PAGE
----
Undergraduate education and the Melbourne Model

The University of Western Australia is about to adopt the Melbourne Model. Mark Leo/Flickr

As a Dean at Monash University, I love the Melbourne model of undergraduate education. It is one of the best things to ever happen to Monash University!

The University of Melbourne, Monash’s closest competitor at the undergraduate level, took their highly successful product and radically altered it in a way that the customers (i.e. the students) didn’t like, leaving Monash as the first choice for a large number of students who previously chose the University of Melbourne.

The University of Western Australia (UWA) is about to also adopt the Melbourne model. And Peter van Onselen, a Professor at UWA argues in The Australian that the model is better for students and other Go8 Universities should also adopt the model. Below I argue why he is wrong on both counts.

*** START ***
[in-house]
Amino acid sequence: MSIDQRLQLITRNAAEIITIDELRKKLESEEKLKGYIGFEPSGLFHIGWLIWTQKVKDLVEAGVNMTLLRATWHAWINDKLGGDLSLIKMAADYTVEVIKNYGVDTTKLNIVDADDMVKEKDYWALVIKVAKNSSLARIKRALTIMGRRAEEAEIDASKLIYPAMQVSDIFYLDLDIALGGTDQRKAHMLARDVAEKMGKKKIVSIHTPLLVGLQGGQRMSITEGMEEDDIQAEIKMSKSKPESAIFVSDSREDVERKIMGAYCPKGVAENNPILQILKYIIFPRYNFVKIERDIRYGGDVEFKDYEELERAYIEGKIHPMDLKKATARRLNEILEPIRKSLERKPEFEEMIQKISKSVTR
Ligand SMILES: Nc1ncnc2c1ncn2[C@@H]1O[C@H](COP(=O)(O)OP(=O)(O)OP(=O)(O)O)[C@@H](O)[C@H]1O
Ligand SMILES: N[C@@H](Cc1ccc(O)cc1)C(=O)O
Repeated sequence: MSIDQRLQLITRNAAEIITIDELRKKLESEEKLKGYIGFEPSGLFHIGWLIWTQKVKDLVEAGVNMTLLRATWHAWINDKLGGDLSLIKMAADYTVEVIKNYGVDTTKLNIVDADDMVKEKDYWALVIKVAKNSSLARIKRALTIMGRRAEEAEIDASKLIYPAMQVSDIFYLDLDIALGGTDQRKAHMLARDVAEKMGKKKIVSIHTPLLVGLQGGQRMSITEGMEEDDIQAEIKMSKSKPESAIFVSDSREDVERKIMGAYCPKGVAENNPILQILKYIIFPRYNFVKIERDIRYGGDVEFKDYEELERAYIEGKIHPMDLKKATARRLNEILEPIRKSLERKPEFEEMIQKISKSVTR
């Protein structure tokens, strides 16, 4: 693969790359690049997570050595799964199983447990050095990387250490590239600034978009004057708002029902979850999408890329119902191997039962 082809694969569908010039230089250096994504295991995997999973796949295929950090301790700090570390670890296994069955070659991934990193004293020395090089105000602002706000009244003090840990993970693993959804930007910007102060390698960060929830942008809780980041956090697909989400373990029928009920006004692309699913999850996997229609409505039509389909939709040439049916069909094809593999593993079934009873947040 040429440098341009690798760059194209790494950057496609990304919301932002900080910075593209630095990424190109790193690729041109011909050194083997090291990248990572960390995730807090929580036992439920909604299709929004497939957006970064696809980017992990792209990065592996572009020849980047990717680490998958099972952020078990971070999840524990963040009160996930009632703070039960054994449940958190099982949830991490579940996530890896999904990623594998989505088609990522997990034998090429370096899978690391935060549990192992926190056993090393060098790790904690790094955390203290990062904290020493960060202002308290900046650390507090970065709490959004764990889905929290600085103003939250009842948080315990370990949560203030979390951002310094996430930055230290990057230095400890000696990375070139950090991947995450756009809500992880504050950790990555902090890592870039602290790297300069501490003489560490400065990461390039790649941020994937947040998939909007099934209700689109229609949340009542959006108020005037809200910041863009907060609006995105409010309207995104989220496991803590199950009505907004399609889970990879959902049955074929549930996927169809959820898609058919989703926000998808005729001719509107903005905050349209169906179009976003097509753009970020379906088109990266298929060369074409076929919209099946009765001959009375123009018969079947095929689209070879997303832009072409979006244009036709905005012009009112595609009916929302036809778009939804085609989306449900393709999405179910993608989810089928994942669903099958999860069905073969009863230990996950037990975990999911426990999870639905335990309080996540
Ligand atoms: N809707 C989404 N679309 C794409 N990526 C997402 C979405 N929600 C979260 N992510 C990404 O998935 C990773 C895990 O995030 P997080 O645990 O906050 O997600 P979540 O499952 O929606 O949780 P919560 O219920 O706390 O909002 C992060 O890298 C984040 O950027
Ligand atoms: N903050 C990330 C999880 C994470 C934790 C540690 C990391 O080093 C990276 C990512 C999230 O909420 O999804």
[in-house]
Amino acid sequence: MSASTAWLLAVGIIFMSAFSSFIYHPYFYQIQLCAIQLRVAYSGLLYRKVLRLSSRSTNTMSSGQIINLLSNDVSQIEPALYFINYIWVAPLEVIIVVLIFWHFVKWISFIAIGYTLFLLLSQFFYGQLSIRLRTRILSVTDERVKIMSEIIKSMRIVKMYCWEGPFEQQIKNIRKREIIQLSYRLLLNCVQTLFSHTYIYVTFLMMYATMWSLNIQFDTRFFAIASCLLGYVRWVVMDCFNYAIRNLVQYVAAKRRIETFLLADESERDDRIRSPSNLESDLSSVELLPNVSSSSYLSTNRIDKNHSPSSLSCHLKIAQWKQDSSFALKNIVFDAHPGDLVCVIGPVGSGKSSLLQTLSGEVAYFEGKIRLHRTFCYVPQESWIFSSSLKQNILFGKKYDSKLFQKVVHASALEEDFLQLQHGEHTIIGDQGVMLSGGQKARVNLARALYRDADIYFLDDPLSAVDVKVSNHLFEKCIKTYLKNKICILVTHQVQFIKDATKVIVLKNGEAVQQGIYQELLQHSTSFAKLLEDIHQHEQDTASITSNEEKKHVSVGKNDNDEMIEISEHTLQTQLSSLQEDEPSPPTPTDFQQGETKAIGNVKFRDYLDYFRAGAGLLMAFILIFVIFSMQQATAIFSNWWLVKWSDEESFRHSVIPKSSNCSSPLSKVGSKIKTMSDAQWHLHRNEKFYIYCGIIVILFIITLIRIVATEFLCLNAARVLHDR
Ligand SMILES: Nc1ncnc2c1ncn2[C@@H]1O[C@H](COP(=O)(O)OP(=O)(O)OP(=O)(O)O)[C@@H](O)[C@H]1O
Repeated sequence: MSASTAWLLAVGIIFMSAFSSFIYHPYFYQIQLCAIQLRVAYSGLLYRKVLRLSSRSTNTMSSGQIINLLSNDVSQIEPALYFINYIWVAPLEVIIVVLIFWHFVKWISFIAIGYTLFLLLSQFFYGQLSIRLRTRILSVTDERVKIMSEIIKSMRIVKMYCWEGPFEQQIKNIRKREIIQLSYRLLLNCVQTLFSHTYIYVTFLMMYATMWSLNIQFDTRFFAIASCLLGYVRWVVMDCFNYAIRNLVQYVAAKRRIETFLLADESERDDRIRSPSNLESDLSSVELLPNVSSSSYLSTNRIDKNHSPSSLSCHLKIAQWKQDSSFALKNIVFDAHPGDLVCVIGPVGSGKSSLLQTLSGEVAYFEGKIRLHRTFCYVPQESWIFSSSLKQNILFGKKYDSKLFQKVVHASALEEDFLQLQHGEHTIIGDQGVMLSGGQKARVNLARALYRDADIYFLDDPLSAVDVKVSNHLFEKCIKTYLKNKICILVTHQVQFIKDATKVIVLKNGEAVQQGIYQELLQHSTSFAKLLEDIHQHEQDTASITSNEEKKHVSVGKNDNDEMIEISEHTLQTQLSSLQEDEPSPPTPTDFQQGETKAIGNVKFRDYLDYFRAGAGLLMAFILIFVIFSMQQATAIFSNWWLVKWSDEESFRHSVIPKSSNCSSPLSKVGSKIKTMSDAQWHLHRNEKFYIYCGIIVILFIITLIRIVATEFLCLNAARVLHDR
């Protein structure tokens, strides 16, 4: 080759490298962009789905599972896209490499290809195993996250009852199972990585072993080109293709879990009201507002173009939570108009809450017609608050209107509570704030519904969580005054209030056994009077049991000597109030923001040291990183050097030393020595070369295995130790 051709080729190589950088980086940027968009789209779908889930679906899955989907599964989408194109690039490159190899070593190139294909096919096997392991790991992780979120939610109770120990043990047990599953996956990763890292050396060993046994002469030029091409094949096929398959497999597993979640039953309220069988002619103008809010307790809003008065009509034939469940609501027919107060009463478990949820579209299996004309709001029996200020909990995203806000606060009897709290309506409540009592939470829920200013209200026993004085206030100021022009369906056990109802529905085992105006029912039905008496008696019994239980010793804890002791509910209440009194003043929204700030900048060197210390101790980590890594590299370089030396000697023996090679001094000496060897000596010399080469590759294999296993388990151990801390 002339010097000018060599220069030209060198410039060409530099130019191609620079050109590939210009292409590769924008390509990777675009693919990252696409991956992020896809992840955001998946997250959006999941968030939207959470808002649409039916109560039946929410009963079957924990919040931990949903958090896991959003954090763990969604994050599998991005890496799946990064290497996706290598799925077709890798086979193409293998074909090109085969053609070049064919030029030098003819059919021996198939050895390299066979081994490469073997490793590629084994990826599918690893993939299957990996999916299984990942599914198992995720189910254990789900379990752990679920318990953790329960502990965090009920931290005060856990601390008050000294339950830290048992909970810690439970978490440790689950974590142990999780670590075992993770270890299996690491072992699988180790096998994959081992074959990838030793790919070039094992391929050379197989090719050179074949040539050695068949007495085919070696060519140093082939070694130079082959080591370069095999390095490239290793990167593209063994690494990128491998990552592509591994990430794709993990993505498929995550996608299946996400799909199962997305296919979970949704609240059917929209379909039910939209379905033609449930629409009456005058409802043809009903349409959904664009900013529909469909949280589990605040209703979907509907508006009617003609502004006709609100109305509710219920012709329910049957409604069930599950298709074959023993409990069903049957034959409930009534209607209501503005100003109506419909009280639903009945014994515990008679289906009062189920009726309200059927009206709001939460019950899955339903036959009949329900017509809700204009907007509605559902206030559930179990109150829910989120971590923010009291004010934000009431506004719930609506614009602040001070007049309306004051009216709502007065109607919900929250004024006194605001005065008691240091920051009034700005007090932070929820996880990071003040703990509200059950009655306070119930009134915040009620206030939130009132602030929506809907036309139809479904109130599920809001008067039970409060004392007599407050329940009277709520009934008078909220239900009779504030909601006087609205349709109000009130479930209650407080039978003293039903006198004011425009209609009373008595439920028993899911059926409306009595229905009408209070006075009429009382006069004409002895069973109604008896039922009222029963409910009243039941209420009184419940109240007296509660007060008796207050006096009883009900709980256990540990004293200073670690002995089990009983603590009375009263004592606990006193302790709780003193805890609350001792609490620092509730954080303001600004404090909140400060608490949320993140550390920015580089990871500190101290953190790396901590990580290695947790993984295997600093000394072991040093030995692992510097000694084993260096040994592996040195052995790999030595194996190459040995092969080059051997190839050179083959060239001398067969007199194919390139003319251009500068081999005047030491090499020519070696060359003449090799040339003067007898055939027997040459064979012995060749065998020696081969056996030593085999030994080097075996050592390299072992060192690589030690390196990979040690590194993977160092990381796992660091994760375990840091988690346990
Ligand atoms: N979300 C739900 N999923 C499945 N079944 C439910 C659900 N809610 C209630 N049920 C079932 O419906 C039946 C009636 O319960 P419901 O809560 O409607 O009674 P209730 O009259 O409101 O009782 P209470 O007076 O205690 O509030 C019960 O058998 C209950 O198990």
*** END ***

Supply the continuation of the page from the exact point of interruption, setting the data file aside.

The Melbourne model is based on students studying a ‘generalist degree’ followed by a specialist Masters degree. As Peter notes: “It provides students with more time at the tender age of 17 to decide their career futures while simultaneously broadening their minds”.

Yes – but it provides them with little if any insight into the career options available to them and prevents them from experimenting with different choices. So you get a group of 20/21 year olds graduating from university with little if any idea of what they want to do rather than a group of 17/18 years olds graduating from high school with little idea of what they want to do.

The Melbourne model simply delays a decision rather than helping the students to make that decision. In my opinion, this is one of the major reasons why a significant number of students have shifted their preference to Monash.